Blue lights

2009-02-28 00:00

With even traffic officers being shoved aside by yet another speeding convoy, the blue-light saga seems to have entered a new phase. When law-abiding motorists first complained about this behaviour, the authorities responded with bluff and bombast. Then came the shocking incident when a motorist was shot at and crashed, and it seemed that some sense might have been knocked into official heads. Now, with a 35-minute charge through peak morning traffic from Durban to Midmar, the bullying is apparently back with a vengeance.

This time, however, the public has done more than just scuttle for cover or meekly move aside. Cellphone calls to a popular regional radio station from people along the way made it possible to track the convoy and spread the word about its highly dangerous dash. As with private security guards and neighbourhood watches, and, more tragically, vigilante groups that kill suspected criminals, when the state fails in its obligation to enforce the law and maintain the safety of its citizens, people look to other agencies.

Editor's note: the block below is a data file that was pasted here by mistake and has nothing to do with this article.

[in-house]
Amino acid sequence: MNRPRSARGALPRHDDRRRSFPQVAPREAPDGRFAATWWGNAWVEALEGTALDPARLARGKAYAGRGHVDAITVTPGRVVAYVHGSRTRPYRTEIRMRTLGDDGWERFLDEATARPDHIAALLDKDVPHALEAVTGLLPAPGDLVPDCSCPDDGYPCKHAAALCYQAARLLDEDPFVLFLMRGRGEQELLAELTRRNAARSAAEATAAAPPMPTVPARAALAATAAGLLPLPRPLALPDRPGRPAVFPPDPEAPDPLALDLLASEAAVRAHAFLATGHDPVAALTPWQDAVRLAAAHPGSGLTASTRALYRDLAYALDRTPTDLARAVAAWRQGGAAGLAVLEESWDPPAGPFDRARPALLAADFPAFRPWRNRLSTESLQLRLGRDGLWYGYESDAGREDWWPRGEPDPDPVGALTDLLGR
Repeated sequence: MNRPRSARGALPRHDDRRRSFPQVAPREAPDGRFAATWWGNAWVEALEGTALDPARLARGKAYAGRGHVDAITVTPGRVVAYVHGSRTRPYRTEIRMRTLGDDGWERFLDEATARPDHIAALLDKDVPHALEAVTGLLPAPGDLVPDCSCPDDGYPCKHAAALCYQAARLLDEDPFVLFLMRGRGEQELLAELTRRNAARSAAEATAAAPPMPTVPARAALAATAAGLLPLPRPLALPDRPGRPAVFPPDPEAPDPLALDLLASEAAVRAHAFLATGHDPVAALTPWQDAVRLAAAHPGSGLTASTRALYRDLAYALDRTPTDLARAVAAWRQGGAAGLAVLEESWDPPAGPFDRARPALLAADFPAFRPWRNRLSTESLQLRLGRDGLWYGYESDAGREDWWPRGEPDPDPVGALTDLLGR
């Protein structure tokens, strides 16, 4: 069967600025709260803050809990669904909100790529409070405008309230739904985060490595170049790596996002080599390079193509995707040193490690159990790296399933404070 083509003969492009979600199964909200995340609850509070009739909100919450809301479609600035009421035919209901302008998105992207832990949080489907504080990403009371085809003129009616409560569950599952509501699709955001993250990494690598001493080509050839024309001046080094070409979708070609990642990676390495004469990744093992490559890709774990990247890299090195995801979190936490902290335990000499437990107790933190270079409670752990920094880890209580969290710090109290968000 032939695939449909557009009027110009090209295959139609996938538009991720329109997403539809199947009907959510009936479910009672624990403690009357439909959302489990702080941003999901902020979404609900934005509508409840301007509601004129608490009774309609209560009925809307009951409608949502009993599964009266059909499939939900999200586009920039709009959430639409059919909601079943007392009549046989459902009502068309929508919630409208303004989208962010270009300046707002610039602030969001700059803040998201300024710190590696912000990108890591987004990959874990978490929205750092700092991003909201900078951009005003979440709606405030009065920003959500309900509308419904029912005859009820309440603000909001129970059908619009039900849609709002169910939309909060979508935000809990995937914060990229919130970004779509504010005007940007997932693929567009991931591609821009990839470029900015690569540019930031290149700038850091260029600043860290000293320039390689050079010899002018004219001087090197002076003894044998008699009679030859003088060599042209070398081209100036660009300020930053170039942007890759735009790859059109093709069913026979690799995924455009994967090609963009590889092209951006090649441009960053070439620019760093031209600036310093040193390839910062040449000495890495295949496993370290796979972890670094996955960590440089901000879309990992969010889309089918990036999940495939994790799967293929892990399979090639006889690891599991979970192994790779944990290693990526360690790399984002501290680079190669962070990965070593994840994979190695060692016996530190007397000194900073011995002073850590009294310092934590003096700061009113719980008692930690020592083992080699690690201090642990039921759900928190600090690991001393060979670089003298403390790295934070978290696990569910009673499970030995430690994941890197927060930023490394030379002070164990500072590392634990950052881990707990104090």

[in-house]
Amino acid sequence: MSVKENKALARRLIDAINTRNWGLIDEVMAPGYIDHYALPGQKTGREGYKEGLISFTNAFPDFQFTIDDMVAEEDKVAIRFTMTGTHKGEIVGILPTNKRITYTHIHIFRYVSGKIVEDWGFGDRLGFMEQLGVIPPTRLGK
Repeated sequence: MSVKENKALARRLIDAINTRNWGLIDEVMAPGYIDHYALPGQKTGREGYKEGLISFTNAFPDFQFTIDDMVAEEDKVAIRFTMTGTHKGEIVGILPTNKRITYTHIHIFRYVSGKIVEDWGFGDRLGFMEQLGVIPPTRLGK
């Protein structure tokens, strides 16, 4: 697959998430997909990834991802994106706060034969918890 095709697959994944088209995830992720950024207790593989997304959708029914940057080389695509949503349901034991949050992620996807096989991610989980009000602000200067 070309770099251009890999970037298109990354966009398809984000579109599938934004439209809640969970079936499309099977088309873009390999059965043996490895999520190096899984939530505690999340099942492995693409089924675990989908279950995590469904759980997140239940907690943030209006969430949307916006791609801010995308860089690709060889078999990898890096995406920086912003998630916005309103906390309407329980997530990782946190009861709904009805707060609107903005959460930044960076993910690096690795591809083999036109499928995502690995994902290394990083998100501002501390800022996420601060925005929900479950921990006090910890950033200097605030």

Perhaps public and media involvement will do something to check this arrogant abuse of official privileges. Maybe, too, the approaching election will make the political bosses think twice about their own conduct and do something to rein in their underlings. These convoys are nothing more than a display of authoritarian disdain for the safety and the rights of ordinary people, and the politicians must be held accountable.

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